The Democrat's performance at last night's debate was extremely concerning
In a Senate contest that may decide the balance of power in the next Congress, Pennsylvanians had just one chance to observe the two major party candidates in a debate. In the case of one of them, it was easy to see why he would not allow more than one.
Democrat John Fetterman faced Republican Mehmet Oz in the hour-long question-and-answer setting last night, where the Democrat’s main goal was to appear physically competent and politically reasonable. He struggled on both points.
After suffering a stroke four days before his primary election win in May, Fetterman and his team have worked hard to present the candidate as being well on the road to recovery, while avoiding any direct contact with the media that might call that pronouncement into question. Initially, he had refused to debate and then, under pressure, acquiesced to a single debate with closed captioning to help him. Here, Fetterman was forced to expose the degree to which the cardiovascular incident had left him debilitated.
From his first words to the crowd, when he said “good night” instead of “hello” or “good evening,” it was clear that his mind might be functioning but his communication skills were deeply impaired. Pundits on the Left tried, before the debate, to call such concerns “ableist,” but it is not discriminatory to wonder whether the man is up to the job — a job that mostly involves listening, speaking, and persuading.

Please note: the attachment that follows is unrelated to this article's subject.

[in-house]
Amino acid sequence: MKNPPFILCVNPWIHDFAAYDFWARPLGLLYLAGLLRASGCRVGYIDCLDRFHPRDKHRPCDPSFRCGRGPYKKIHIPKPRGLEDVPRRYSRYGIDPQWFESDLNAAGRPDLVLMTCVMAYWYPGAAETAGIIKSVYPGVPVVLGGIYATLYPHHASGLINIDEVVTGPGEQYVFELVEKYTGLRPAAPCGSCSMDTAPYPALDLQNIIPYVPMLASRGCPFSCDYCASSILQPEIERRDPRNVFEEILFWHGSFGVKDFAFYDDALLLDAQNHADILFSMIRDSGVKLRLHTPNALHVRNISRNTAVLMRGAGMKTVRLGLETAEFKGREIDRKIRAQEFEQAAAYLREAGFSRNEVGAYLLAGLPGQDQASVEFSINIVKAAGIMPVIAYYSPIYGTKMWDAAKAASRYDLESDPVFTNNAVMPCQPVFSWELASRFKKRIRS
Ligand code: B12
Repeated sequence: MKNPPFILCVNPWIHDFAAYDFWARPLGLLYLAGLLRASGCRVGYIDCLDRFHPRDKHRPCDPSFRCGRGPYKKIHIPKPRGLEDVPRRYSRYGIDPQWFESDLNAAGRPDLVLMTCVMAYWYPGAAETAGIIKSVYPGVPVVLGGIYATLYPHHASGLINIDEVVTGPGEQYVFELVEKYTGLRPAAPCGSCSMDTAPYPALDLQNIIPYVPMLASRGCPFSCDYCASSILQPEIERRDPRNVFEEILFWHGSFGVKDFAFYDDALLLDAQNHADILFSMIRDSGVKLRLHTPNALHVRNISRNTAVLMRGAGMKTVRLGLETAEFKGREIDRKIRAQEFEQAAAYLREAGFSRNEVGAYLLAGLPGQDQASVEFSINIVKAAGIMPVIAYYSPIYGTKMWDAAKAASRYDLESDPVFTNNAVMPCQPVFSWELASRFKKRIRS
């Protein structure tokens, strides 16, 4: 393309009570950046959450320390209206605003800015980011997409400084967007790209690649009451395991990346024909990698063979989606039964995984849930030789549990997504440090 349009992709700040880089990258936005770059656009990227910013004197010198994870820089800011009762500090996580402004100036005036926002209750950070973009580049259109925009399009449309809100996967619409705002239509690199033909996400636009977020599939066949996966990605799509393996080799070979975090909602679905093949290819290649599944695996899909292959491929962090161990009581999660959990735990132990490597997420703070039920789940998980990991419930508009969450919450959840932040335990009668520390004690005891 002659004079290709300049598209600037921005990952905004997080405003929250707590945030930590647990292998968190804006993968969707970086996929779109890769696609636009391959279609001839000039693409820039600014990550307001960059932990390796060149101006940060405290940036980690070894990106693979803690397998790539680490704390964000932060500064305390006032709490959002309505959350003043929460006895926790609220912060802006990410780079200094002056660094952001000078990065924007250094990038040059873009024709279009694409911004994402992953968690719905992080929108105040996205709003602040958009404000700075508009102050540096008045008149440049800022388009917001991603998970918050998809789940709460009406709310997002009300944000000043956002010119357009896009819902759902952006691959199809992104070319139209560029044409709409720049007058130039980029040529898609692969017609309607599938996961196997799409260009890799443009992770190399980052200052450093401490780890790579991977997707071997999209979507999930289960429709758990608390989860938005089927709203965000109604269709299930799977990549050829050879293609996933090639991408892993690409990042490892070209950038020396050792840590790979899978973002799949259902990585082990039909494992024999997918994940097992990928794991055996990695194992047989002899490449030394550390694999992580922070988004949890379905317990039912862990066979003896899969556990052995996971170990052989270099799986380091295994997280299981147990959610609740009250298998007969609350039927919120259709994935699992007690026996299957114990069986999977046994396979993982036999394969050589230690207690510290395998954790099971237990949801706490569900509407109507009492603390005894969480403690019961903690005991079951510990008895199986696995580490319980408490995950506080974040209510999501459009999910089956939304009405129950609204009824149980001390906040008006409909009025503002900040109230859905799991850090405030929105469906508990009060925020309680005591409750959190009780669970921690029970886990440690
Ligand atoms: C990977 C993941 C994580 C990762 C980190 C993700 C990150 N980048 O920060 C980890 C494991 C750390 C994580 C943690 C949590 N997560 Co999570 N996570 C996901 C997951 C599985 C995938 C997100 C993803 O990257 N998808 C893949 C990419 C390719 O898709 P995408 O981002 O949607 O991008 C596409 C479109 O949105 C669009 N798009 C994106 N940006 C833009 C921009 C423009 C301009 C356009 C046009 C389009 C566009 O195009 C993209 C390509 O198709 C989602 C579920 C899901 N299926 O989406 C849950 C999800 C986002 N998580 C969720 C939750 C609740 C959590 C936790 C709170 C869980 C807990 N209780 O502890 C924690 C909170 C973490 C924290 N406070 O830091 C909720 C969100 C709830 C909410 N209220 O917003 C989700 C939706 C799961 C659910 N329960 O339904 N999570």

On substance, Fetterman displayed a strange intransigence on several issues. The moderators asked why he had changed his mind on fracking from 2018, when he opposed it absolutely, to now, when he supports it. Instead of explaining the change of heart, he insisted multiple times he had never opposed the practice — a big deal in this gas-exporting state — even as the moderators produced exact quotes from him. It was hard to tell if this was a mental breakdown or just evidence that Fetterman — who has never faced a serious challenge from a Republican — just does not know how to answer hard questions.
For Mehmet Oz, who emerged from a bruising primary to narrowly win the Republican nomination, the goal was to consolidate support among his base while also presenting a moderate image that might draw in independent voters. This was a serious challenge — although he won the primary with Donald Trump’s endorsement, Oz has struggled to convince conservative Pennsylvanians that he is anything more than an out-of-state opportunist (he did not live in Pennsylvania until very recently).
The seasoned TV professional came off as fluent and well-spoken, aiming for that sweet spot of competence and mainstream conservatism that the retiring incumbent, Senator Pat Toomey, has long typified. It is hard to get that across over a series of sixty-second statements — these debates are better for exposing flaws and mistakes than expressing a coherent philosophy — but Oz had ample opportunity to contrast his own moderate positions and outsider status with Fetterman’s doctrinaire progressivism, and he mostly hit the marks.
Do debates matter? Pundits disagree. But this race, nearly tied in the polls, will give us a chance to test the idea. Any Pennsylvanian who watched last night saw a clear contrast between a diminished progressive politician and a savvy conservative outsider. One capacity and on politics, it is not a contrast Fetterman was eager to draw.